This is a nice, clean way to pull hardware definitions from the root project
into subprojects in Meson. If you're not using this approach already, you
can configure a very small board support pack like this:
$ ls subprojects/bsp-foo
$ cat subprojects/bsp-foo/meson.build
project('bsp-timdac', 'c')
bsp_dep = declare_dependency(include_directories: include_directories('.'))
If you want to call the dependency something other than `bsp_dep`, you can set
the same-named option (`bsp_dep`) to its actual name.
### Firmware (not using Meson)
- Add the source files under `src` to your build (only add one of the
`timdac_hw` files, matching your target platform).
- Add the include directory `inc` to your build.
- When building TIMDAC itself, ensure that wherever `timdac_config.h` lives is
in TIMDAC's include path.
### Firmware configuration
TIMDAC needs to be given a build configuration with hardware and runtime
options as `timdac_config.h`.
A template configuration file can be found in
All of the configuration options for TIMDAC itself are documented in
[`timdac.h`](inc/timdac.h), and the configuration options for each hardware
driver are documented in that driver's source file (e.g.
Some of these options are labeled `[REFHW]` in the documentation. These options
pertain to the reference hardware implementation, and as long as you are
following the hardware suggestions, you should not change them. They can have
surprising and difficult-to-measure effects on the DAC performance. To get the
correct options for a reference design, you should `#include` that reference
design's sub-config in your config:
#include "timdac_config_ref1p0.h"
### Using TIMDAC
Once integrated into your codebase, it can be initialized and started very
simply, and then you can set output values:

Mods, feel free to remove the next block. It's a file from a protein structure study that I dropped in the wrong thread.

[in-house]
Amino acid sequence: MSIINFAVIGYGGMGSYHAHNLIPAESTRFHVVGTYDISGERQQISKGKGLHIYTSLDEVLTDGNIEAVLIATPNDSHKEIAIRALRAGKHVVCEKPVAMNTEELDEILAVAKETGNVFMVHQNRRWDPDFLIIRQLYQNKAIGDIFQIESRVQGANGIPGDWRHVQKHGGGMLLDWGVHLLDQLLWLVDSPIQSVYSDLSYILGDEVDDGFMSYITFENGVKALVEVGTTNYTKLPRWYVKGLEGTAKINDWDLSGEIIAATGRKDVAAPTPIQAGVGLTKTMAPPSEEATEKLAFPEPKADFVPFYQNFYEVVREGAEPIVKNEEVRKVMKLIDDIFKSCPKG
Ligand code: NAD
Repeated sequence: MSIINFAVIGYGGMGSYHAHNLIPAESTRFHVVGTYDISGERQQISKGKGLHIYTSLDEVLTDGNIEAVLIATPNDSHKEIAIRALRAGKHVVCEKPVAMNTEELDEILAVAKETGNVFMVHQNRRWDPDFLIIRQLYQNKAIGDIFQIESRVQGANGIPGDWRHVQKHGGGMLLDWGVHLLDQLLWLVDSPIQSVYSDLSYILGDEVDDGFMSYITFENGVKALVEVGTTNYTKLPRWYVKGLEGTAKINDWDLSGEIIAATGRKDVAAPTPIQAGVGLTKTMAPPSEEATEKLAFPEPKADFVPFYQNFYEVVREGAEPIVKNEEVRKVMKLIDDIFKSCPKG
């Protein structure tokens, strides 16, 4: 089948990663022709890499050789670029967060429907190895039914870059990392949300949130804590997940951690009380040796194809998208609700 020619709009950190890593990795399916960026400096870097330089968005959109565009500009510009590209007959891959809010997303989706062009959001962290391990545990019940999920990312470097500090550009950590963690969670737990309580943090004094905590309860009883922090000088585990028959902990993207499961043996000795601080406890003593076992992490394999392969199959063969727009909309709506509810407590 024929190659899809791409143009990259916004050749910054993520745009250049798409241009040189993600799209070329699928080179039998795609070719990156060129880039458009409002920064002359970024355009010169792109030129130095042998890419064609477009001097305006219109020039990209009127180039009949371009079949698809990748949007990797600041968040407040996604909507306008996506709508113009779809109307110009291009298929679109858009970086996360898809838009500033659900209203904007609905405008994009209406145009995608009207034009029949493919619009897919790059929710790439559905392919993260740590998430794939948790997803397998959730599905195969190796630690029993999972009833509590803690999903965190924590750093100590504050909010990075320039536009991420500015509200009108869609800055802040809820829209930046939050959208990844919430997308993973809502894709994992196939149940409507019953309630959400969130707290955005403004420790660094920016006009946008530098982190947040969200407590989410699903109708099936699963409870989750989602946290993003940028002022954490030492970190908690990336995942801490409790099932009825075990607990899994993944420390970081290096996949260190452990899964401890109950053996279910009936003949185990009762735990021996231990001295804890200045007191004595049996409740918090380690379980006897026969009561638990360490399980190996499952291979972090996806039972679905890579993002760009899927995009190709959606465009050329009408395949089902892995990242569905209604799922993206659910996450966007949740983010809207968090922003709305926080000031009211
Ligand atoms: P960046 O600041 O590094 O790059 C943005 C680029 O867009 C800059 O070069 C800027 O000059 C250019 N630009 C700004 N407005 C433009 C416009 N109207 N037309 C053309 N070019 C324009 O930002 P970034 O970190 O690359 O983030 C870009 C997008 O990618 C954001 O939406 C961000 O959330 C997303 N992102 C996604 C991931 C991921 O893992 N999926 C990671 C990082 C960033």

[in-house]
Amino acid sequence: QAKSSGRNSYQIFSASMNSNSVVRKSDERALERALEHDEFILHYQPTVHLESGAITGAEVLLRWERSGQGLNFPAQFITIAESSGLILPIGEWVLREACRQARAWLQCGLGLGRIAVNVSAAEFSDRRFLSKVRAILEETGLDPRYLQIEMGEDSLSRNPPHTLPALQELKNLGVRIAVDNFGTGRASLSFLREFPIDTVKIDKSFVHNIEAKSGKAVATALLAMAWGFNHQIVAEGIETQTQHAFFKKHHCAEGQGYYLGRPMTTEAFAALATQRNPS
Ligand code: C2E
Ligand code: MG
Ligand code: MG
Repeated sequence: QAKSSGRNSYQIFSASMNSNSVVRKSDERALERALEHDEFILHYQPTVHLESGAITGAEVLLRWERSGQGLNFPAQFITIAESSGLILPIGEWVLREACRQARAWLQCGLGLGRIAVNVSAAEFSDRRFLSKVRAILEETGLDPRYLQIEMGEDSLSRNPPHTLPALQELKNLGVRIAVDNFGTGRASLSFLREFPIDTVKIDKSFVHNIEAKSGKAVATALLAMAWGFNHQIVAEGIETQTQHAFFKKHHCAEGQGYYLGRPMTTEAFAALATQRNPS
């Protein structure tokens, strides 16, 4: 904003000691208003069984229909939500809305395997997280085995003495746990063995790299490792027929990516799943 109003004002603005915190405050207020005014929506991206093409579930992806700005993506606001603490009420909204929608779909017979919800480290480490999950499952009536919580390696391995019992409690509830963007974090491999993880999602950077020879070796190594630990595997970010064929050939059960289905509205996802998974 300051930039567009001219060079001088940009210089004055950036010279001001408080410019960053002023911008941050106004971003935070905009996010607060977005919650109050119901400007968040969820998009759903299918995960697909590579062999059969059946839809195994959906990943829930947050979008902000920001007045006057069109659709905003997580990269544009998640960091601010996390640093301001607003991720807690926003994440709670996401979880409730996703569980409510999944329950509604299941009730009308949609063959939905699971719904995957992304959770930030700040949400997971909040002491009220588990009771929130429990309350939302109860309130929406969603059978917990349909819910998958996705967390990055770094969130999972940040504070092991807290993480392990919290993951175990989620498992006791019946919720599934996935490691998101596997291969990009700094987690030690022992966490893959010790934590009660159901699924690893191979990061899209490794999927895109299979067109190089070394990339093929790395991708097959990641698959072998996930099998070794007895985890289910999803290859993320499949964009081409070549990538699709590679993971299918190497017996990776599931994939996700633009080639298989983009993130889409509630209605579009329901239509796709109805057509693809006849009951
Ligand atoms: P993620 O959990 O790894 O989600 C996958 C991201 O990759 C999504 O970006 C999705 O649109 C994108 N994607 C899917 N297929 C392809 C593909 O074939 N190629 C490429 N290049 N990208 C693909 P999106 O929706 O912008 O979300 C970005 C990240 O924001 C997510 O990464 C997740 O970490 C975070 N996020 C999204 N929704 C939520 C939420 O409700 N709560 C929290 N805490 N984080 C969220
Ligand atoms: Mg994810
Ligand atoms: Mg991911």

// First, ensure all necessary GPIO and timer clocks are running, any pin
// remapping has been done, and interrupts are enabled:
RCC_APB2PeriphClockCmd(RCC_APB2Periph_AFIO, ENABLE);
RCC_APB1PeriphClockCmd(RCC_APB1Periph_TIM3, ENABLE);
GPIO_PinRemapConfig(GPIO_FullRemap_TIM3, ENABLE);
timdac_set(channel, value);
When you set a channel, it is jumped to the start of the scan queue so that it
will receive an output as fast as possible. If another channel is already in
the pending queue-jump slot when you write a channel, this will not be done
(there is only one queue-jump slot). You may wait for an available slot:
while (timdac_pending());
## Future versions roadmap
- 1.0.1 or 1.1: Improve the scan algorithm to support many queue-jumpers.
- 1.1: Minor tweaks to the reference design BOM for cheaper cost and slightly
improved performance. A comparator is replaced by a cheaper one, a diode
is replaced by a capacitor, and several capacitors are replaced with lower
dielectric absorption units.
- 2.0: Add 16-bit operation! This will require an additional $1.21 part — a
digital potentiometer. The 15-bit version of TIMDAC uses a "hidden" 16th bit
to perform software scaling of output values to tune itself as timing
parameters vary; by moving this to an external potentiometer the full 16-bit
range of the timer can be realized. This will be a substantial upgrade that
is going to require careful redesign and testing on my end to maintain usably
low DNL and INL.
## Contributing
Want to contribute something? Bugs? Ports? Improvements? Sure! Hopefully
gitea/forgejo gets federation someday, but until then, I can be emailed:
(this username) @ (this domain).